Resilient Routt County tax base likely to carry on through Peabody Energy’s financial crisis
Steamboat Springs — The news March 31 that Twentymile Coal Company parent Peabody Energy had laid off 235 employees at its North Antelope Rochelle Mine in Wyoming’s Powder River Basin added to uncertainty about the company’s future and, by extension, what might take place at Twentymile in western Routt County if Peabody should go into bankruptcy.
Peabody officials indicated to the financial markets last week they might not be able to avoid bankruptcy. And though there is no presumption Twentymile would cease operating under that scenario, economic conditions, including abundant natural gas and an increasingly tight regulatory climate, combine to make its future uncertain.
The layoffs at North Antelope, representing 15 percent of the workforce, were described by Peabody President-Americas Kemal Williams as an effort to match production with customer demand.
Peabody announced in December it planned to sell Twentymile and other assets here, as well as mines in New Mexico, to Kentucky-based Bowie Resource Partners for $358 million, with those funds expected to help Peabody service the interest on its $6.2 billion in debt.
Now, with Peabody’s deal with Bowie Resource Partners in doubt due to the difficulty of borrowing money for the acquisition in a depressed coal market, the coal mine’s role here is also uncertain.
Twentymile’s impact on the Northwest Colorado economy in terms of salaries that turn over in the economy — not just at the mine, but at the Hayden Station Power plant, Union Pacific Railroad and beyond — are substantial.
Steamboat Today reported in 2013 that entry level miners with no experience earned almost $48,000 per year. And the Colorado Mining Association reported the average pay and benefits combined were $115,354 in 2011.
There are also the mine’s purchases and philanthropy to consider. But in terms of property taxes paid by the mine that help fund Routt County government, a closure would not be catastrophic.
The impact of a mine closure on property tax revenues on the South Routt REIII School District, where Twentymile represents 44 percent of total taxes collected, would likely be more impactful, as it might be for the West Routt Fire Protection District and other smaller taxing entities in the county.
Twentymile is Routt County’s single largest property taxpayer, County Assessor Gary Peterson confirmed March 31. But if the mine stopped operating, he said, county government could weather the storm.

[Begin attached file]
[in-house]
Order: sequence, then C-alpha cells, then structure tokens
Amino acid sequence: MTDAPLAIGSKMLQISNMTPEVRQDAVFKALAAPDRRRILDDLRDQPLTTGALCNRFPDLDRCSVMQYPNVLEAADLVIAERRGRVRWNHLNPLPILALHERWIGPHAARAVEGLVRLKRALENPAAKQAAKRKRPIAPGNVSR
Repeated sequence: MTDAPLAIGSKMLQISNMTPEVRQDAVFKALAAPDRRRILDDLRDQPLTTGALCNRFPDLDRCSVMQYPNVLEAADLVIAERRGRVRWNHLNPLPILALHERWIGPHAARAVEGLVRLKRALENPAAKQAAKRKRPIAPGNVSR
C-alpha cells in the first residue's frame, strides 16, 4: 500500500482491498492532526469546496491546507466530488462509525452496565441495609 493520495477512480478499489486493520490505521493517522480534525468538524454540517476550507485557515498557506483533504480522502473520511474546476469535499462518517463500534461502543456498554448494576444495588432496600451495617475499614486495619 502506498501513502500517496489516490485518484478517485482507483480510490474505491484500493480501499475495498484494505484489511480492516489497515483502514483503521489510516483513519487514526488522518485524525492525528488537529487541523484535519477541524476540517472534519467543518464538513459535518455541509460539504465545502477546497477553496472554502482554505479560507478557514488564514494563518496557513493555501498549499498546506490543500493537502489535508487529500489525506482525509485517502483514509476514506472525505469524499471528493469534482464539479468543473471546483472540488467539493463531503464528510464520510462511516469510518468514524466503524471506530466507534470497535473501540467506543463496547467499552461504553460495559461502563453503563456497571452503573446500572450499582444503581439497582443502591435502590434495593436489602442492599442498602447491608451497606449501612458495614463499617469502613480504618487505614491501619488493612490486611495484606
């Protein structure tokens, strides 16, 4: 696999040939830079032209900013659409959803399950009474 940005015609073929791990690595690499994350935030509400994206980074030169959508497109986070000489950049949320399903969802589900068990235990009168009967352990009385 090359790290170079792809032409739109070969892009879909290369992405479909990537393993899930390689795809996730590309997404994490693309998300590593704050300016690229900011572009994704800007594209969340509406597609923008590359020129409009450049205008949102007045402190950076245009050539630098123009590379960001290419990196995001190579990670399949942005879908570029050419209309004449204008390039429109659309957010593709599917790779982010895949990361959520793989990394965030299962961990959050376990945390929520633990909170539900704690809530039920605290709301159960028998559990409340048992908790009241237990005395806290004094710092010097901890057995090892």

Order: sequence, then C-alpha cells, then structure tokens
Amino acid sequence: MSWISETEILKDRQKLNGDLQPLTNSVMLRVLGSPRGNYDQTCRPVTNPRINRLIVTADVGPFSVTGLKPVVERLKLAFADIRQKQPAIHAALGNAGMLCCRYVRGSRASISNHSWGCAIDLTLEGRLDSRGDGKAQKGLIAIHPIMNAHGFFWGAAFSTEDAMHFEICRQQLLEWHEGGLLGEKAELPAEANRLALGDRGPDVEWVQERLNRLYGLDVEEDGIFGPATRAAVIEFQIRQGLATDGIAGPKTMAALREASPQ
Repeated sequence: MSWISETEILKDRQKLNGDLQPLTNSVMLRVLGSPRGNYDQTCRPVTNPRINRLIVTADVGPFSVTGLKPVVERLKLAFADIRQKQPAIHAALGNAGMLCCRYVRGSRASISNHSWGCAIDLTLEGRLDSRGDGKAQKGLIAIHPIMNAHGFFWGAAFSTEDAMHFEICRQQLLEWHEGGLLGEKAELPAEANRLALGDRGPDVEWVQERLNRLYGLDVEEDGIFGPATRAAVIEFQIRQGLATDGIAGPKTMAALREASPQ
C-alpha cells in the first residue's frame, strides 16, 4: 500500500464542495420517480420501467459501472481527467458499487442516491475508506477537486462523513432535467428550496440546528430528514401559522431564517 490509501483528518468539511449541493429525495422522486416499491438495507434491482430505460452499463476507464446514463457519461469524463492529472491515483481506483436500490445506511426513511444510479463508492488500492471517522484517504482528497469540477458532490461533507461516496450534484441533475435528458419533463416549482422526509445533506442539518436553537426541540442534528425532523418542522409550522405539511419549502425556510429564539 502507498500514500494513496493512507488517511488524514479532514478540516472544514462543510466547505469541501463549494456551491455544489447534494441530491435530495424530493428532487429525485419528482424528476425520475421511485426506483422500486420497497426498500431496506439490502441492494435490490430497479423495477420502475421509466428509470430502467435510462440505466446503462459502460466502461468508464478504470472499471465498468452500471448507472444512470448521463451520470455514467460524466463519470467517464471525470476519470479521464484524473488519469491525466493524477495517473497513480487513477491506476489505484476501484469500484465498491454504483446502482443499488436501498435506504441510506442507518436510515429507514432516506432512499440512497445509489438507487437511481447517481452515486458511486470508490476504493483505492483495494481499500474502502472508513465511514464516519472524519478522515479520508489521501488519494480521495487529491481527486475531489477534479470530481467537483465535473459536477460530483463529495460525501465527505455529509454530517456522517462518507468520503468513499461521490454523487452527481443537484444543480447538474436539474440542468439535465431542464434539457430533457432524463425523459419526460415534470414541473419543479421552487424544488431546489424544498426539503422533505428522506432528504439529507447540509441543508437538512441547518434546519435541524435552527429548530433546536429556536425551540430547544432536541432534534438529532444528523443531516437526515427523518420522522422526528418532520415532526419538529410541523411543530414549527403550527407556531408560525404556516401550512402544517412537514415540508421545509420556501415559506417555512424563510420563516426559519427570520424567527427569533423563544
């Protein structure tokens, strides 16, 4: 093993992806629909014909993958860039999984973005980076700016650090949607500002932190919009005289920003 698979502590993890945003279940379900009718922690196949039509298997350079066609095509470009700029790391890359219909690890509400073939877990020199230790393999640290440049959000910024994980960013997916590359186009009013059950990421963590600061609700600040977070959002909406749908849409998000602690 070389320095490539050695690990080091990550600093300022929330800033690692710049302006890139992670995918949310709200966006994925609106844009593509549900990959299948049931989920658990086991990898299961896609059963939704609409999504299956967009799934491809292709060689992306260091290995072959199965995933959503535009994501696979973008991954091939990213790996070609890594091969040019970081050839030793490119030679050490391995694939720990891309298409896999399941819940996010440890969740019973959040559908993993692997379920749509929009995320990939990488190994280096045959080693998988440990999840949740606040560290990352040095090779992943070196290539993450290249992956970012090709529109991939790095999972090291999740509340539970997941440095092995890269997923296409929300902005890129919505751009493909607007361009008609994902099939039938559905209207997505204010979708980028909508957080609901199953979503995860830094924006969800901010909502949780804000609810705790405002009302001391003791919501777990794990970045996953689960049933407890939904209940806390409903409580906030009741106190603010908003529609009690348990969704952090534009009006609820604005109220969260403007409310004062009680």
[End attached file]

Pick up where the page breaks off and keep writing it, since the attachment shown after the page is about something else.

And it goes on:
Though Twentymile is the county’s biggest taxpayer, there are others not far behind. The mine’s 2014 general fund contribution to the county — $536,669 — is less than 5 percent of the total, Peterson said.
Twentymile’s liability to all taxing entities for the same year was $2.98 million on $155.5 million in actual value of taxable property (including agricultural land, which is taxed at a much lower rate).
Absorbing the tax blow
“We would be able to absorb the closing of the mine on a property tax basis,” Peterson said, “because we have such diversity and wealth in the county.”
He said that if the Routt County Board of Commissioners chose to maintain revenues at current rates, it could decide, as it did during the Great Recession, to use mill levy credits set aside for a “rainy day” as allowed by the Taxpayers Bill of Rights to bolster revenues. During that fiscal emergency, the BOC also cut personnel.
County Finance Director Dan Strnad said the county’s 2014 general fund levy of 11.997 mills produced $536,669 in tax revenue from Twentymile’s total assessed valuation of $44.73 million. Hypothetically, if that valuation went to zero (which is unlikely), it would take half a mill of property tax to restore the lost revenues.
If county commissioners were to cash in mill levy credits to maintain current revenue levels to absorb the full loss of revenue from Twentymile by raising the general fund levy by .5 mills, Strnad concluded, it would translate into a levy of an additional $4.23 tax dollars per $100,000 of actual or market value of a residential property.
The tax increase per $100,000 of commercial property would be $15.37.
Tax revenues from coal already in decline
The reality, Peterson said, is that property tax revenues generated by the coal mine have been declining fairly steadily since 2010.
Twentymile’s property here is taxed in two different categories: personal property (which includes, for example, the mine’s office building) and production value, the amount of coal mined in a year and its BTU rating, which influences the price per ton.
According to the assessor, Twentymile’s production value for taxes was $72 million in 2010, slipped to $55.3 million in 2012, bounced back to $60.16 million in 2013, but had fallen to $43.2 million in 2015.
The one-year decline in production value from 2014 to 2015 was 19.55 percent, according to a May 20, 2015, email from Peterson to the BOC and County Finance director Dan Strnad.
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